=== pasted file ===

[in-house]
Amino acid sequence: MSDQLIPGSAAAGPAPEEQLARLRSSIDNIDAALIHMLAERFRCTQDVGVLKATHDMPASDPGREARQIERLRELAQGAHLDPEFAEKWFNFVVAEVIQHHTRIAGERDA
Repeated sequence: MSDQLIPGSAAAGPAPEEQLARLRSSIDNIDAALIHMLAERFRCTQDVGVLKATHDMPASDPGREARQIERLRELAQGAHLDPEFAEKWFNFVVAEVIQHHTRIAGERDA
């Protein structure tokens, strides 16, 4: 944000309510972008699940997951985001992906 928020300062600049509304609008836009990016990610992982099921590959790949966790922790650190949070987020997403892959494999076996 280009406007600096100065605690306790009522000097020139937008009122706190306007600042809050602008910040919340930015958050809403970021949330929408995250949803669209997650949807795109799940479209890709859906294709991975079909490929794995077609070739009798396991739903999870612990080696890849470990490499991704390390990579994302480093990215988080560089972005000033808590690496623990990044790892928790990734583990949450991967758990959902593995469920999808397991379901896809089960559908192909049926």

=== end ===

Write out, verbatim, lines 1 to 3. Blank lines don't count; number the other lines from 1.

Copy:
[in-house]
Amino acid sequence: MSDQLIPGSAAAGPAPEEQLARLRSSIDNIDAALIHMLAERFRCTQDVGVLKATHDMPASDPGREARQIERLRELAQGAHLDPEFAEKWFNFVVAEVIQHHTRIAGERDA
Repeated sequence: MSDQLIPGSAAAGPAPEEQLARLRSSIDNIDAALIHMLAERFRCTQDVGVLKATHDMPASDPGREARQIERLRELAQGAHLDPEFAEKWFNFVVAEVIQHHTRIAGERDA